SSH Shows The Need for Managing Scale in Security
Secure Shell (SSH) was first written in 1995 by Tatu Ylönen, a Finnish university researcher who developed the program after a hacker attempted to harvest passwords used in telnet and other login and remote administration protocols in use at that time.
The company, SSH Communications Security was formed shortly after that. Earlier in May, I had coffee with George Adams, the CEO of SSH, Inc, which is a publicly traded company on the Helsinki Exchange, with offices just down the road from me in Wellesley MA.
The old security idea that perimeter safeguards (firewall, remote access and VPN servers, SBCs and 802.1X authentication systems) are all you need is quite obsolete. The best practices in security use perimeter security for sure, but also apply strong authentication and privacy features to those internal services that are really sensitive to the successful operation of the corporation.
I use SSH (which came with Mac OS X) to login to my servers and manage database connections and the like which is where most applications of SSH reside – secure, remote login for system administrators. However, the standard implementation is not a scalable solution which is where the commercially available SSH Tectia offering fits.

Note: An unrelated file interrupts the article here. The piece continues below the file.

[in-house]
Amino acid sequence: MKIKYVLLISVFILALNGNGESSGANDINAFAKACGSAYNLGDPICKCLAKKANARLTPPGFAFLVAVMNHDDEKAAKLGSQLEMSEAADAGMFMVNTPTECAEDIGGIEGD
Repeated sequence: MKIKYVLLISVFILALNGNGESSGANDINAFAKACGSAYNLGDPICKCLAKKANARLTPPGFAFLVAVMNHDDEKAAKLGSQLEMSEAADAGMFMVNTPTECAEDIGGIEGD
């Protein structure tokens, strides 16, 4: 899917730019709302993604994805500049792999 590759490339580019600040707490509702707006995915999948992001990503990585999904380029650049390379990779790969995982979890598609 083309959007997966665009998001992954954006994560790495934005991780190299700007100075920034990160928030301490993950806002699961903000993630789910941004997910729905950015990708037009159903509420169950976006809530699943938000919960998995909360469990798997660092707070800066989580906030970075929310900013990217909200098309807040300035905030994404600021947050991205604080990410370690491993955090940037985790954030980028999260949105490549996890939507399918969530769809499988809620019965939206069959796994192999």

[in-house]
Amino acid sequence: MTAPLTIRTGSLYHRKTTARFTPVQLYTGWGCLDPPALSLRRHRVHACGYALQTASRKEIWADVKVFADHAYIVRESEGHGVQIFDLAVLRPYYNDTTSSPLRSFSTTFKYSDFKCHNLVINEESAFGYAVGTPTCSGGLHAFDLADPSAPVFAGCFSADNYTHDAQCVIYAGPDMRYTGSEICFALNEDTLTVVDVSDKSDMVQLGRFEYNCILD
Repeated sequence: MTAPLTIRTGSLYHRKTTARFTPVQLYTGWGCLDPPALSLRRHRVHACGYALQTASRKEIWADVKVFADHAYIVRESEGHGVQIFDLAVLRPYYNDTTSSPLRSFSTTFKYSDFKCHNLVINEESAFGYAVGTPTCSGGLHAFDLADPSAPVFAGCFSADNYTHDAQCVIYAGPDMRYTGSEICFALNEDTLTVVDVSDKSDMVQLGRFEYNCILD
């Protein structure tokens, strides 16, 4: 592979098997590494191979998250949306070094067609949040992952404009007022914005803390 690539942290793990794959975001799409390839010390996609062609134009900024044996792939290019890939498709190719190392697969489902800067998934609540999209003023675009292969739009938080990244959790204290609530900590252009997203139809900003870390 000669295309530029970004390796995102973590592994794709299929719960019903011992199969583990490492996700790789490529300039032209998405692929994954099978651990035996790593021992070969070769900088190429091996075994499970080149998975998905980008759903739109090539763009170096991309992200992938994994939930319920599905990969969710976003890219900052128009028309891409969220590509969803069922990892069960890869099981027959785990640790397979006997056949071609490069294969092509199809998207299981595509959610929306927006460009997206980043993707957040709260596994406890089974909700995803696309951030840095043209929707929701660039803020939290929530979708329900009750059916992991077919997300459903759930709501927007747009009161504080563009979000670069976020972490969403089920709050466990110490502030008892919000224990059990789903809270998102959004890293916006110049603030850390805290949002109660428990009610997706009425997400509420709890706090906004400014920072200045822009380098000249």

The commercially available SSH Tectia does more than sysadmin secure sessions. It's security infrastructure can be used to enable secure FTP sessions, secure transparent TN3270 sessions and secure terminal access to servers. It's support for X.509 certificates on both the server and the client, assure strong authentication is also available.
Tectia incorporates a client, a server and a security system administrator. The client and server editions are both optimized for a wide array of computer operating systems encompassing IBM zOS (mainframes), Linux, Solaris, AIX, HPUX and Windows computers and can be purchased online at the company's website. The mainframe client/server is able to access the IBM mainframe security acceleration hardware too.
The SSH Tectia Manager software is where scalability comes in. Here's where the management of the security policies are defined, automated and audited. The product includes links to the enterprise certificate authority (think Public Key Infrastructure) and APIs into software management applications (BMC), and can present meta data about syslogs, audit trails.
George and the company have taken significant steps to validate their technology with Visa, Mastercard to earn credible deployments in the financial services sector which is not just concerned with privacy of file transfers. They need audit-ability. They need to be able to adapt their security policies with the crank of a dial or flick of a software switch.
With annual revenues of $15 million and 80 people in the company, SSH Communications is well positioned to grow, by addressing the need for scalable infrastructure supervision.
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